Anonymous, a loosely connected group of Internet vigilantes/pranksters/anarchists who periodically launch coordinated DDoS attacks against targets like the Church of Scientology and Gene Simmons, is currently waging an Internet war against sites that have acted to block WikiLeaks. And they have attracted the attention of the Feds.
Anonymous temporarily took down the sites of MasterCard and Visa, who had frozen WikiLeaks accounts. After reports that Anonymous was next going after Amazon, which kicked WikiLeaks off its servers, they instead decided to attack the easier-to-cripple PayPal. (PayPal suspended the WikiLeaks donation accounts, but decided to dispense the rest of the funds to WikiLeaks.)
To give you an idea of the politics of Anonymous, these pro-WikiLeaks attacks are happening under the "Operation Payback" banner. Operation Payback was, previously, an attack on opponents of Internet piracy like the MPAA and the RIAA.
Someone claiming to represent the group (which could mean nothing) also released this (fairly self-aggrandizing) video, explaining its cause:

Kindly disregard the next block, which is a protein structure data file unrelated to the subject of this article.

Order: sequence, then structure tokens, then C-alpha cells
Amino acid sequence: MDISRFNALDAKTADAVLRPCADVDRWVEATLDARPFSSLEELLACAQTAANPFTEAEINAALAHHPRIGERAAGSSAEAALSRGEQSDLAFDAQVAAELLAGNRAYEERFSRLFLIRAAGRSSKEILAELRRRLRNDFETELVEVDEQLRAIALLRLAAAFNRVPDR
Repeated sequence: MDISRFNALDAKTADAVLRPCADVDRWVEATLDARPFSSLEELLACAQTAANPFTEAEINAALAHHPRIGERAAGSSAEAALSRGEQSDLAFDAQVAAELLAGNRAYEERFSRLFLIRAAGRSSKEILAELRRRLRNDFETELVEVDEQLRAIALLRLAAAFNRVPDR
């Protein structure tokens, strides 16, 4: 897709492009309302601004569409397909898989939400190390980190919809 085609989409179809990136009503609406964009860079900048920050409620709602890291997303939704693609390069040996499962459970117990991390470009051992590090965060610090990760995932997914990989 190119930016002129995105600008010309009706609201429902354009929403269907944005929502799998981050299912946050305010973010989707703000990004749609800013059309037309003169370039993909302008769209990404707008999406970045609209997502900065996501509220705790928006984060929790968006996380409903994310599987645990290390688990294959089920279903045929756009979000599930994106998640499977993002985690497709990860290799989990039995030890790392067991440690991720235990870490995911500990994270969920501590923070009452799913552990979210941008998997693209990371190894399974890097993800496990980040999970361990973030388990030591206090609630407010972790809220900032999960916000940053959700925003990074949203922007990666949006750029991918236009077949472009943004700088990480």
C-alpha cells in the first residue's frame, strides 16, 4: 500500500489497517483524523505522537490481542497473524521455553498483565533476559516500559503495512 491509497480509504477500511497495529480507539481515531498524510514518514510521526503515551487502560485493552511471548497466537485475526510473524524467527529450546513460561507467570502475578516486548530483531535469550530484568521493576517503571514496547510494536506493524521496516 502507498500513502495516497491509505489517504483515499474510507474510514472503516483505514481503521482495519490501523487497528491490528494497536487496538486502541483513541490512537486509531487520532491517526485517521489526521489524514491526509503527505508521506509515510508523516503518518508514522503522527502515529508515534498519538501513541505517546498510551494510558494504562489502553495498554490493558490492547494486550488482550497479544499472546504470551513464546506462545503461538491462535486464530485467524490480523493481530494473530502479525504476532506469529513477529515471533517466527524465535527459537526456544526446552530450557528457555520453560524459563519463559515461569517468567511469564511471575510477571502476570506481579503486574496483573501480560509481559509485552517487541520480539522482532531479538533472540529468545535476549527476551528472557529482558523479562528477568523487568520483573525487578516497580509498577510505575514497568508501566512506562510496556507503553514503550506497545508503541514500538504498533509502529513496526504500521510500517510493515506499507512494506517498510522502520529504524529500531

Eric Holder and Janet Napolitano are currently adding to the general level of hysteria about the group that currently prevails among people who aren't that familiar with Internet culture. Feds are also cracking down on Encyclopedia Dramatica, a satirical Wikipedia-like site that explains popular memes from the anonymous Internet communities like 4Chan.
The smart way to deal with Anonymous is not to throw around scary phrases like "cyber war" and pretend its work is a Homeland Security issue -- these are a bunch of young guys who a week ago were fighting for their right to download a bootleg of the "Tron" sequel for free -- but few people in law enforcement seem to be interested in smart ways to handle Anonymous or WikiLeaks itself.